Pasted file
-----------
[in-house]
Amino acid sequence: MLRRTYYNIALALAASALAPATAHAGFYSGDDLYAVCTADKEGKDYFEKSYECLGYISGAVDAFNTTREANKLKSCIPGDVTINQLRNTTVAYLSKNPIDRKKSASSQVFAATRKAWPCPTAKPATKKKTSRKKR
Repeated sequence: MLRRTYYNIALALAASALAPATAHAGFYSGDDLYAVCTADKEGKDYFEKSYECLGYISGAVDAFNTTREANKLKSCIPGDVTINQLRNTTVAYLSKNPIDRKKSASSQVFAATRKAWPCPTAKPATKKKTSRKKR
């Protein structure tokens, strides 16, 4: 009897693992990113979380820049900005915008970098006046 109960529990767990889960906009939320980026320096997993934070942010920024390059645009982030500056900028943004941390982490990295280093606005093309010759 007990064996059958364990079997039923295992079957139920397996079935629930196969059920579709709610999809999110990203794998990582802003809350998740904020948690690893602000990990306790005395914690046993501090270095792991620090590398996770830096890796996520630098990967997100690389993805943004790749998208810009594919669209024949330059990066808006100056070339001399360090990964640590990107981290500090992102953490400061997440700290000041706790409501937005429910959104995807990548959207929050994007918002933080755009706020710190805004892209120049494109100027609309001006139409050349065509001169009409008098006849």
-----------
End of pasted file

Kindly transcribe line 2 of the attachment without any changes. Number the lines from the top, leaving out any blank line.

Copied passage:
Amino acid sequence: MLRRTYYNIALALAASALAPATAHAGFYSGDDLYAVCTADKEGKDYFEKSYECLGYISGAVDAFNTTREANKLKSCIPGDVTINQLRNTTVAYLSKNPIDRKKSASSQVFAATRKAWPCPTAKPATKKKTSRKKR